whistleblowers when they do so.
The Rule of Law Institute of Australia state:
The barriers put in the way of potential whistleblowers who
may be motivated purely by the public interest and have few resources,
especially compared to those available to government, are multiple and
expressed in complex terms.
In contrast, the Ombudsman is supportive of the introduction of a public
interest disclosure scheme and the role that the PID Bill proposes for the
office of the Commonwealth Ombudsman.
The IGIS also supports the objectives of the PID Bill and considers that
the oversight and investigative functions allocated to the IGIS appear to align
well with the current role of the IGIS.
In spite of their concerns with the bill the National Whistleblowers
Information Centre contend that the PID Bill must become law. They contend:
It is easier for public opinion or political policy to fix
ineffective public interest disclosure legislation than it is to force any
Government to introduce legislation which would promote public sector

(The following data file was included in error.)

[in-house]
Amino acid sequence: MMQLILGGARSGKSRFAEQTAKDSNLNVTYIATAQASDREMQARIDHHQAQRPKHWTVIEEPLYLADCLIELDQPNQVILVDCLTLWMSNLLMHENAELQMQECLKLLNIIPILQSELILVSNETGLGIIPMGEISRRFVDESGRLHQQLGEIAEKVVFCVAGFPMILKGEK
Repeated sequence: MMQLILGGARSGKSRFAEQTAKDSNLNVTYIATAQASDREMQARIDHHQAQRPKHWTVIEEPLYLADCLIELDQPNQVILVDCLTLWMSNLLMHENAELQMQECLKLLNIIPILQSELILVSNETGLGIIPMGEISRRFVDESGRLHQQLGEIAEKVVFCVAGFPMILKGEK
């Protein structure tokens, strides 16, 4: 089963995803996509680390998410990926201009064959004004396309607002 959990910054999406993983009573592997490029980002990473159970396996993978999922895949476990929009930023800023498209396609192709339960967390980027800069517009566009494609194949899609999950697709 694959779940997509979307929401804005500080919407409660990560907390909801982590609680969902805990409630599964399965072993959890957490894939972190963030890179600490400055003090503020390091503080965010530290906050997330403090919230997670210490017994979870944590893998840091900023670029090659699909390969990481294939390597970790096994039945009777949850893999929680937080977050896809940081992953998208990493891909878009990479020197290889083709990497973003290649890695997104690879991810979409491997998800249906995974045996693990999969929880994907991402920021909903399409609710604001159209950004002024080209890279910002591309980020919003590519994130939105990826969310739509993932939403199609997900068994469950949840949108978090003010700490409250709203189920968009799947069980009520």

accountability, public interest disclosures and whistleblower protection.
This section of the PID Bill provides details on the commencement,
objects, provides an overview and also defines terms.
Dr Kim Sawyer comments that the proposed legislation is over-focussed on
defining terms such as public official, agencies, detrimental actions and general
penalties. He considers that this is an excessively bureaucratic approach which
is likely to be ineffective.
The National Whistleblowers Information Centre is unsure why the bill
does not use the term ‘whistleblower’, considering it incomprehensible that
individuals who make a public interest disclosure are not referred to as
whistleblowers. They believe this is another example of systemic public sector
discrimination and prejudice against whistleblowers.
Professor AJ Brown considers that the PID Bill could benefit from being further
simplified for maximum clarity and certainty. He contends that the current ‘simplified
outline’ sections such as those in clauses 9 and 25 may be misinterpreted to indicate
that the PID Bill does more than it actually does.
Protection of disclosers
The protections to disclosers offered under the PID Bill are covered in
Part 2 of the bill. The PID Bill ensures that an individual who makes a
public interest disclosure is not subject to any civil, criminal or
administrative liability for making the disclosure. This does not apply to
false or misleading statements by the individual making the public interest